Crisis? What Crisis?

Issue section: 
(291)

Review of 'Socialist Register 2005: The Empire Reloaded', editors Leo Panitch and Colin Leys, Merlin Press £14.95

The editorial to this year's edition of Socialist Register, a collection of essays from left wing academics, describes it as a companion to last year's instalment that had eventually proved to be too large for one volume. Whereas last year's dealt with the strengths and weaknesses of US imperialism, this year's would focus on 'finance, culture and the way the new imperialism is penetrating major regions of the world'.

The longest essay by Leo Panitch and Sam Gindin provides the theoretical core for much of the collection. It seeks to show how finance capital dominates, replenishes and ultimately insulates the US economy against the worst effects of crisis. They argue against more orthodox understandings that locate the current long term problems of capitalism with the breakdown of the Bretton Woods regulatory arrangements of the 1970s. They situate the rise of financial capital with US dominance immediately after the post-1945 reorganisation. The policy changes of the 1970s and the rise of neoliberalism is seen as more of a continuation than a complete break. This new imperialism, they argue, is qualitatively different from anything that existed before the First World War. While long term investment marked the old imperialism, the new is characterised by short term investment, and in the absence of gold as a standard, the dollar reigns supreme.

Their assessment of the health of the US economy today is petty bleak reading for socialists: 'Clinging to the notion that the crisis of the 1970s remains with us today flies in the face of the changes that have occurred since the early 1980s... What kind of crisis of capitalism is it when the system is spreading and deepening... while the opposition to it is unable after three decades to mount any effective challenge... We must dispense with a notion of 'crisis' as something that leads capitalism to unravel on its own.'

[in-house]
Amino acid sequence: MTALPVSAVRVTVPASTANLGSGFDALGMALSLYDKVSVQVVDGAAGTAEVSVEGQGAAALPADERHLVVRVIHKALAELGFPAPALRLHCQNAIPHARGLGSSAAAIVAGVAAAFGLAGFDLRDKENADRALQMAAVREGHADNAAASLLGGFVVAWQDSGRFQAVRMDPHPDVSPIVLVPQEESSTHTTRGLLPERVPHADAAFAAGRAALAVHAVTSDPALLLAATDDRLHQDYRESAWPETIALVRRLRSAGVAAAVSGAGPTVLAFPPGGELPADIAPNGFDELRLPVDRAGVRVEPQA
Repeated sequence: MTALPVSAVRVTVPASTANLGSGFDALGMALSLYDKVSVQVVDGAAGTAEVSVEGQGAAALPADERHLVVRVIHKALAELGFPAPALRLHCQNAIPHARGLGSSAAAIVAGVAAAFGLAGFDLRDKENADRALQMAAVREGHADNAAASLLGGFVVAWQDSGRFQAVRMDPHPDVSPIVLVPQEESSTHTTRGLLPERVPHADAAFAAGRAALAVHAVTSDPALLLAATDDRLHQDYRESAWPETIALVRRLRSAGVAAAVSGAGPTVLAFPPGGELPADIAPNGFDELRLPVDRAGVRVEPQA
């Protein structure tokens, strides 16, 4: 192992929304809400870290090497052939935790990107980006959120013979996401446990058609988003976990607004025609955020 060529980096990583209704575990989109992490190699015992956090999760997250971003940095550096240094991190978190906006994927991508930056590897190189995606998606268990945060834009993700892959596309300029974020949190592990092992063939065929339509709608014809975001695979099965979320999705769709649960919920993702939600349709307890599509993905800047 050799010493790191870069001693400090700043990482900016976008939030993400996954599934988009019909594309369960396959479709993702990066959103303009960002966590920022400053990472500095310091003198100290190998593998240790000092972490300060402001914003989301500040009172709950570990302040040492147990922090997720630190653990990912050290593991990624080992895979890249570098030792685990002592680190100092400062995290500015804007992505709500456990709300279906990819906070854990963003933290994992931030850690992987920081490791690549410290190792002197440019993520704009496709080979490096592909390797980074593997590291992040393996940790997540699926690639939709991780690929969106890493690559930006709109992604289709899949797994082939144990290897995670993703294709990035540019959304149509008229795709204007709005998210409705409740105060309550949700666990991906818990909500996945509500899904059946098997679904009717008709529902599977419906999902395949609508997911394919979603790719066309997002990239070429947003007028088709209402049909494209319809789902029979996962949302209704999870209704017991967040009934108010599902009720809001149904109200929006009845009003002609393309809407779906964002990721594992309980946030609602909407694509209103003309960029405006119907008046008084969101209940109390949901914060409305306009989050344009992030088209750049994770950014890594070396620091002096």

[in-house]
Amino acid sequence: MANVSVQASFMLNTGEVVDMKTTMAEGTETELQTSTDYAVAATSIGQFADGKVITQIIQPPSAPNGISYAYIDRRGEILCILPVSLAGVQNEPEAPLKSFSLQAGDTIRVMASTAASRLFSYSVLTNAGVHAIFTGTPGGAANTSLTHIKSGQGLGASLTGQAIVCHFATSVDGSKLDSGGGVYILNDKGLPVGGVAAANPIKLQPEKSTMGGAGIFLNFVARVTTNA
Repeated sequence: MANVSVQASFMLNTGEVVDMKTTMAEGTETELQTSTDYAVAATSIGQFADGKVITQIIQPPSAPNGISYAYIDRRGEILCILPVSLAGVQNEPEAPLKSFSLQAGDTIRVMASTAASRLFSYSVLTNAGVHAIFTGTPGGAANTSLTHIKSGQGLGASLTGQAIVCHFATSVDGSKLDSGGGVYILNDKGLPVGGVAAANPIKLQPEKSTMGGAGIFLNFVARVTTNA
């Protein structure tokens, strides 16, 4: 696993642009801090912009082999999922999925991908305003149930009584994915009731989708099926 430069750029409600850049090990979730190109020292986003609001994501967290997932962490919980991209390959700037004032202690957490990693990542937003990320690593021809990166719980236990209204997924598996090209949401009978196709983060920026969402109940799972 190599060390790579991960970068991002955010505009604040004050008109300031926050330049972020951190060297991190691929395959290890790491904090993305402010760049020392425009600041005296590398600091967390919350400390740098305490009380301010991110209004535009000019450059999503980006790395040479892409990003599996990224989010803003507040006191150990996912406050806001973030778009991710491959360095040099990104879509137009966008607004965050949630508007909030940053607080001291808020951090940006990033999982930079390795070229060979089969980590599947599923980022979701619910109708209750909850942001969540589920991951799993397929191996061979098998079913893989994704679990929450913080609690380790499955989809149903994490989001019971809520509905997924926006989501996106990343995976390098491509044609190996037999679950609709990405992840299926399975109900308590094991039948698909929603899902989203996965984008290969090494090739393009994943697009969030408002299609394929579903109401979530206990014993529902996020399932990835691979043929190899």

The problem with this essay seems to me to be one of balance and perspective. Although it should be obvious that we shouldn't sit back and wait for capitalism to implode, these arguments overestimate the strength of US capitalism, and should surely be counterbalanced by a look at the serious problems with its long-term economic performance, like why rates of profit were not as high as they had been during the post-war boom, and looking at the supporting role of high borrowing and consumer spending. Other essays flesh out this imbalanced view of US economic power.

Take Yuezhi Zhao's piece on China, for example. He chooses to focus on the insidiously pervasive nature of US soft power, or cultural penetration into China, and demonstrates how the Chinese watch more Hollywood movies and their news channels are beginning to resemble CNN. All of this is undoubtedly true, but it is argued at the expense of a more rounded account that might see China as a potential US imperialist rival because 'it is more plausible, at least at the current historical conjuncture, to view China as a regional power being integrated into the "informal American empire".'

Luckily, some other essays show the tensions and weaknesses of US power. Boris Kagarlitsky's on Russia shows how Putin has been pursuing two contradictory strategies: concessions to the US with less regulations on US imports, disarmament, and the abandoning of military bases in Cuba, Vietnam and Central Asia, contrasted with nationalistic domestic rhetoric boosted by the 'war on terror' in Chechnya. A third dimension can be added: while the US currently dictates Russia's political direction, Germany has become its most important business partner and source of foreign investment.

Patrick Bond's essay argues that the rate of extraction from Africa is increasing not because of the strength of the global system, but as a result of capitalism's long term structural crisis. He is much more successful in showing the tensions that exist between carrot and stick diplomacy on the one hand that create compliant states and legitimise neoliberalism, and necessary direct military intervention on the other that undermines that legitimacy. Countries such as South Africa play a crucial role in uniting African nations with anti-imperialist rhetoric while surrendering to the demands of the Bretton Woods institutions. A role, as argued elsewhere in this collection by Vivek Chibber, that has been historically played by the national bourgeoisie of developing countries who consistently put their own interests ahead of the nations to the detriment of any development.